Is financial investing or

financial planning

more important?


Both are important, but many will only focus on where to invest their funds without understanding whether or not they expect to have sufficient funds for retirement.  Consider the following:

  • assume a couple - two 55 year olds, neither of whom have a defined benefit pension plan, has $100,000 in savings, all in RRSPs, and then
  • assume this couple contributes $8,000 per year to their RRSPs, and finally
  • assume the couple has a choice to invest in relatively safe GICs and/or bonds, with an expected return of 3%, or higher risk mutual or equity funds with much greater volatility but a higher assumed return of say 7%

What should this couple do, being 10 years from planned retirement - invest in the safer guarantees or the riskier equity investments?  What would you do?I suggest if this is all the couple knows it may not really matter.  Without knowing how much they expect to need for their desired retirement lifestyle, they don’t know whether either investment option is expected to have them reach their goal.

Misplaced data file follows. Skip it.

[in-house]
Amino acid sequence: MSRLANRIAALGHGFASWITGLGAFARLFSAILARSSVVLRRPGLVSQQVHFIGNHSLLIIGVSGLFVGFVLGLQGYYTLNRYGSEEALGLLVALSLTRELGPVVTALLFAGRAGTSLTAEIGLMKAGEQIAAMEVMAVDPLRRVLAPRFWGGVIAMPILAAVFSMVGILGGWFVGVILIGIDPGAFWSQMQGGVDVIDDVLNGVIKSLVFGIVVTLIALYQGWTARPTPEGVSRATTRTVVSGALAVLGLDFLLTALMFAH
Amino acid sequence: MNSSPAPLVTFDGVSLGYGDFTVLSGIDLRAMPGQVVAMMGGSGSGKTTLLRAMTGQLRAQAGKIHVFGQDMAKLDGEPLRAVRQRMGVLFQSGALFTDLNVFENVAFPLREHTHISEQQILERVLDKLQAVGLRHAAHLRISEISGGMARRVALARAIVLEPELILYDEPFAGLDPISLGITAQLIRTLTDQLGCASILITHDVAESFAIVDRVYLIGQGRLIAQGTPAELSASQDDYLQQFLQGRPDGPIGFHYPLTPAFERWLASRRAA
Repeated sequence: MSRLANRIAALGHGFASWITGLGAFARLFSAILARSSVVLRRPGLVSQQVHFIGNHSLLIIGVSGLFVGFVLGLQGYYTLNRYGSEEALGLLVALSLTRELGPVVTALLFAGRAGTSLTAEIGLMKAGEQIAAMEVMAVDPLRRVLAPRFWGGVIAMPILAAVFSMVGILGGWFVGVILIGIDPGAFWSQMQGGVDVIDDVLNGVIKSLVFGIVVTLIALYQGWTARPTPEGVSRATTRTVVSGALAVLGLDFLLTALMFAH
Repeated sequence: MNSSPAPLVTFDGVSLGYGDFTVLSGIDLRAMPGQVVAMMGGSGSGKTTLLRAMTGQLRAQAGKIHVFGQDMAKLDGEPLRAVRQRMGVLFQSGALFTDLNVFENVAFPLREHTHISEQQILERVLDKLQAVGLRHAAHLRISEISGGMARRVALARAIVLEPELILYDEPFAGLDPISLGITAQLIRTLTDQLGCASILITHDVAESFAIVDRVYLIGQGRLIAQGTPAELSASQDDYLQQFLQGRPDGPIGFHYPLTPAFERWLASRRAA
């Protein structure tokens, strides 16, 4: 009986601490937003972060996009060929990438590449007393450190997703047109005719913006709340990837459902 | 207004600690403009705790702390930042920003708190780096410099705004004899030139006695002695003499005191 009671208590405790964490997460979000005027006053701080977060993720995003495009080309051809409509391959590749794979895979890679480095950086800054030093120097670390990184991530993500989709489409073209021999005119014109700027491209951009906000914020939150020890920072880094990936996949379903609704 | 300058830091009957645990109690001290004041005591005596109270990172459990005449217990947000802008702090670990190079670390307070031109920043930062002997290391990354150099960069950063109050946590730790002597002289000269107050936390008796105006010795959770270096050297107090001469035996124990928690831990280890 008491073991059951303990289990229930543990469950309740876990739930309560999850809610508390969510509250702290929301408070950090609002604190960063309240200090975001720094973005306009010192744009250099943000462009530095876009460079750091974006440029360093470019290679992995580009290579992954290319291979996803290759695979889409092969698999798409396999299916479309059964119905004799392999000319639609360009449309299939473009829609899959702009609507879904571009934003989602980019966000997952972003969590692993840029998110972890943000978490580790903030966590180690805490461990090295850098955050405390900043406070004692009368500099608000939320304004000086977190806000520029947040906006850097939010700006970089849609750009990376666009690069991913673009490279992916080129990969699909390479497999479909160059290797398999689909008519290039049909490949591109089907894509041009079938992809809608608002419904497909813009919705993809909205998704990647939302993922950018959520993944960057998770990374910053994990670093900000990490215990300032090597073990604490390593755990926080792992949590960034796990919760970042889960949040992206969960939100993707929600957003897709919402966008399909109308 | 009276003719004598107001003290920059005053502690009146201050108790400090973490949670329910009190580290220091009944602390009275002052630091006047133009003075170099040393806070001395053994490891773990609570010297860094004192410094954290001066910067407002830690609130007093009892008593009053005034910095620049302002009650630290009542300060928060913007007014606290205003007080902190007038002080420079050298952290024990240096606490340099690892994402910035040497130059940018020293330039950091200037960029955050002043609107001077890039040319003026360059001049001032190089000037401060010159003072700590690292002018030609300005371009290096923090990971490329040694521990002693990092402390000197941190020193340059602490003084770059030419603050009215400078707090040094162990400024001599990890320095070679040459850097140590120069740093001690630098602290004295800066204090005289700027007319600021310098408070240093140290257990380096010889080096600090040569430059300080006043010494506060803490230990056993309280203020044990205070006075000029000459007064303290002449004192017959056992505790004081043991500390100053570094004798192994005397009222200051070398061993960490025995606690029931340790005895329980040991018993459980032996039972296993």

Assume it was forecasted the couple will need at age 65 their OAS, CPP and $300,000 of RRSP assets to expect to maintain their desired lifestyle throughout retirement.Based on these assumptions and ignoring compounding for simplicity, how much is this couple expected to have at age 65?The safer guaranteed investment option

$100,000       current assets, plus

    80,000       10 years of $8,000 savings per year

    30,000       10 years of $3,000 inv. income per yr

                        ($100,000 x 3% x 10 years)

$210,000       forecasted assets at age 65

Note this is less than the $300,000 forecasted as needed.

The more aggressive equity investment option $100,000      current assets, plus

    80,000      10 years of $8,000 savings per year

    70,000      10 years of $7,000 inv. income per yr

                      ($100,000 x 7% x 10 years)

$250,000      forecasted assets at age 65

Note this is still less than the $300,000 forecasted as needed.




The point is that in neither case is this couple expected to have enough saved to retire as they wish.  In order to do so they need to plan to increase their savings by another $5,000 per year through reduced expenses, or an increase their revenue, either other employment or delaying their retirement, or a combination of both.  A financial / retirement assessment, including a review of expenses will provide the framework for adjusting in order ot achieve one's goals. 

Yes where one invests is important, but without first having some idea of what you need for retirement, agonizing over where to invest your funds may never achieve your goals.